Spike in interest rates could stunt home price growth
30-year home interest rates jump – 3.31% to 4.46%
By Rylan Stewart
Central Coast Lending
On May 2, 2013, the national average of the 30-year mortgage rate was 3.35% according to a Freddie Mac survey, which was just 0.04% away from its record-low reading of 3.31%. Two months later, the 30-year fixed average has leapt to 4.46%, a rise in cost that significantly impacts the real estate market recovery.
In Paso Robles, home sales have accelerated through 2013 and home values are on the rise, but much higher mortgage rates could impede further progress.
“As inventory rises along with rates, there will be a strong resistance to increasing home prices and overall demand,” said Will Barnaby, a loan officer for Central Coast-based mortgage brokerage Central Coast Lending.
Rates had already been trending upward through the months of May and June, but trading in the wake of the Federal Open Market Committee (FOMC) meeting on June 18 and 19 influenced another sharp spike.
The FOMC voted 10-2 to continue the Federal Reserve’s quantitative easing program of $85 billion in monthly bond purchases, noting that the economic recovery remained slow in several sectors. The renewal came as no surprise. The primary question for financial markets concerned how long the policy would continue.
While fielding questions from reporters about the extension, Bernanke acknowledged that the Federal Reserve would “taper”, or reduce, the quantitative easing program as the economy continues to improve. Though Bernanke didn’t give specifics, the markets seem to expect the improvement threshold to be reached by the end of 2013.
The bond market plummeted after the announcement. Federal Reserve involvement in the bond market provides a large source of demand that has kept prices high and yields low, and mortgage rates are pushed downward in such an environment.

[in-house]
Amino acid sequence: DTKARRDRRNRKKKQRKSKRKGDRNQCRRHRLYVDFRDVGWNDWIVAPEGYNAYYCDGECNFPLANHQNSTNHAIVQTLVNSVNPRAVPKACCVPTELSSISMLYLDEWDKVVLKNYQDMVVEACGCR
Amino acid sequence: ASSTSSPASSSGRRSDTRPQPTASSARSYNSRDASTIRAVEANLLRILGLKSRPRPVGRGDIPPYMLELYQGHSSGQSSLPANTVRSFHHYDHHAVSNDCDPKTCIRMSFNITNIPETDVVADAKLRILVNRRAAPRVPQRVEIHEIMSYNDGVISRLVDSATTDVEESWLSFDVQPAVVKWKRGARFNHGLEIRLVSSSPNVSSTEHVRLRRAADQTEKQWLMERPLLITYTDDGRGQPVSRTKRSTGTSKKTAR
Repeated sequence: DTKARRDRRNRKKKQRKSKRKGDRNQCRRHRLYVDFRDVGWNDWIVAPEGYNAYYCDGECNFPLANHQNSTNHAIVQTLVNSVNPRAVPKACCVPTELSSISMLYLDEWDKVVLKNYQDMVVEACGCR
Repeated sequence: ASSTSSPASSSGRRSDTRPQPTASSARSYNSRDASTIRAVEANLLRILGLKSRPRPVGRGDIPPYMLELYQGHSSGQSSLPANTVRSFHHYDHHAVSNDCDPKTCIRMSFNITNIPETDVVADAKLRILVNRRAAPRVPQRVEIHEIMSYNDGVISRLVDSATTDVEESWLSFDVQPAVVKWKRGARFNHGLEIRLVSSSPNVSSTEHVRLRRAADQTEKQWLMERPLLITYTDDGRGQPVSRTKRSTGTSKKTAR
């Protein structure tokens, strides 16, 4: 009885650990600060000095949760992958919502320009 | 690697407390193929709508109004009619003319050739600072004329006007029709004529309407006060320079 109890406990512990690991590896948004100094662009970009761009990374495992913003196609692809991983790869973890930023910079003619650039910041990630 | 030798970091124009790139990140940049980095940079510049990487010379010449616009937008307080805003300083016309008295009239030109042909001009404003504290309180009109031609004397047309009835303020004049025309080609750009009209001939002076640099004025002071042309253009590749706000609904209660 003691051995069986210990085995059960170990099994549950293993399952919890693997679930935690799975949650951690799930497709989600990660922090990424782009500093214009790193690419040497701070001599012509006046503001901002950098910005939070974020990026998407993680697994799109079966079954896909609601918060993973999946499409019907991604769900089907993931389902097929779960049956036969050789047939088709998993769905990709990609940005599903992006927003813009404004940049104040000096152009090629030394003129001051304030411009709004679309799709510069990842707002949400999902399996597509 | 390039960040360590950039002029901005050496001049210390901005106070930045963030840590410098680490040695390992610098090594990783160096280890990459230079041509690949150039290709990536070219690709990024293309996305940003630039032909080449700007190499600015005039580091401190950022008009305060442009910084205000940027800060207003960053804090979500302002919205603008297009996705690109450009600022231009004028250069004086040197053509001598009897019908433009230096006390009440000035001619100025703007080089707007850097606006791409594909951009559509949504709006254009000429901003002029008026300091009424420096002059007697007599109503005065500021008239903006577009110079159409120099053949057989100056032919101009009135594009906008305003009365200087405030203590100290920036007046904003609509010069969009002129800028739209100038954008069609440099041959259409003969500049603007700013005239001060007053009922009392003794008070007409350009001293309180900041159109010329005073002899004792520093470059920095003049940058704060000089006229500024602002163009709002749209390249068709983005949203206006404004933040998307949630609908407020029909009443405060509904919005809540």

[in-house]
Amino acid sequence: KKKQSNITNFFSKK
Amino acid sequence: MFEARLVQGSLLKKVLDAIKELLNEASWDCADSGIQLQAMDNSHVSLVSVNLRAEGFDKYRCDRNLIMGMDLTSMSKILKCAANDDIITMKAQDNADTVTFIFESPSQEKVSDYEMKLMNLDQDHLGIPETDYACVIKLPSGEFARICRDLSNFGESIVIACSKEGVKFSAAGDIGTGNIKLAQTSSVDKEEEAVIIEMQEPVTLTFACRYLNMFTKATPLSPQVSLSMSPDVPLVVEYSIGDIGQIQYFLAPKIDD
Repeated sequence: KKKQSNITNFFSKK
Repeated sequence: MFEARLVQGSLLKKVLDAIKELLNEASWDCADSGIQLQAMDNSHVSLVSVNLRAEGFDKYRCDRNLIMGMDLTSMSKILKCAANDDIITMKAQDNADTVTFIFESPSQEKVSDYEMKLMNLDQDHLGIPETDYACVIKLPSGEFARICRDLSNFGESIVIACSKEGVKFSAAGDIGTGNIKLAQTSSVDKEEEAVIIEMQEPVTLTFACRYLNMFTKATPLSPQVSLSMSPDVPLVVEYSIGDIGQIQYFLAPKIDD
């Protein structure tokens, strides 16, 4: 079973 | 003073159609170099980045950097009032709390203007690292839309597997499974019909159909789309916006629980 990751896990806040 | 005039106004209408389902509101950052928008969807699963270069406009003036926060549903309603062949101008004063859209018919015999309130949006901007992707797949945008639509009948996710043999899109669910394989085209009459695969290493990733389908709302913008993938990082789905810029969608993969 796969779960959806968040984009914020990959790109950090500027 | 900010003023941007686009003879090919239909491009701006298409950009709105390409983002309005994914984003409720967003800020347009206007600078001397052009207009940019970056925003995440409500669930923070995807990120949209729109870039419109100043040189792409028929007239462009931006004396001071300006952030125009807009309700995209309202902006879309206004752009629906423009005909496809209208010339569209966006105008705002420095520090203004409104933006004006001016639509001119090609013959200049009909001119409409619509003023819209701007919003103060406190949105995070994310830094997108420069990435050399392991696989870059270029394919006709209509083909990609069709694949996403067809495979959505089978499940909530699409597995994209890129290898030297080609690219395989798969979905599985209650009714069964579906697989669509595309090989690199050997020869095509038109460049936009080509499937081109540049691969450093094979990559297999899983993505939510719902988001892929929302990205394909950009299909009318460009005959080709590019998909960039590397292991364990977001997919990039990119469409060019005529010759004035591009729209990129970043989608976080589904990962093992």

The suggestion that the Fed could taper quantitative easing caused traders to scramble out of the market, so as to avoid holding expensive bonds with low yields. In the days that followed, the 30-year fixed rose from 3.625% to 4.250%. Central Coast Lending estimates that in dollar values, the rate hike resulted in an average monthly mortgage payment increase of $90 to $100 per month for those who had yet to lock in a rate.
The market interpretation of Bernanke’s response isn’t without its problems. Daniel Podesto, co-owner of Central Coast Lending, believes there is a “huge disconnect” between Fed policy, the Bernanke press conference, and the reaction in the stock and bond markets. Podesto predicts that mortgage will settle back as the market corrects itself, although the period of record low rates seems to be over.
The rise in mortgage rates puts a hitch in the Central Coast real estate market recovery.
Fueled by high demand and low supply, the Paso Robles the median sales price for a single-family home was up 33% in May 2013 from May 2012. Higher rates will reduce the pool of eligible buyers, and could damper the same demand that has led to the market boom.
“While the rising interest rates have undoubtedly reduced affordability for many people, the lack of inventory seems to be the more severe problem at the moment,” said Barnaby, who lives and works in of Paso Robles. Barnaby expects that in the short term, higher rates won’t outwardly appear on purchase or home price statistics, and that mortgage rates continue to swing up and down.
The long-term is a bit more worrisome, but as Barnaby points out, the rise in mortgage rates was inevitable as the housing market and the economy continued to improve.
At the current rates rates, the yield to investors is small and relatively unattractive, Barnaby explained. The upside of higher yields is that it will bring private money back into the Mortgage Backed Securities market, where greater demand will provide incentive for a looser lending environment.
Ultimately, Barnaby expects that the market will balance itself out, and the real estate market will proceed at a slower, measured pace.
Rylan Stewart is the marketing director forCentral Coast Lending. It is a family-owned mortgage brokerage based in the Central Coast of California with offices in Paso Robles, San Luis Obispo, Arroyo Grande, and Morro Bay. Track mortgage rates and the local real estate market on their website www.CentralCoastLending.com.
Top stories for July 7, 2013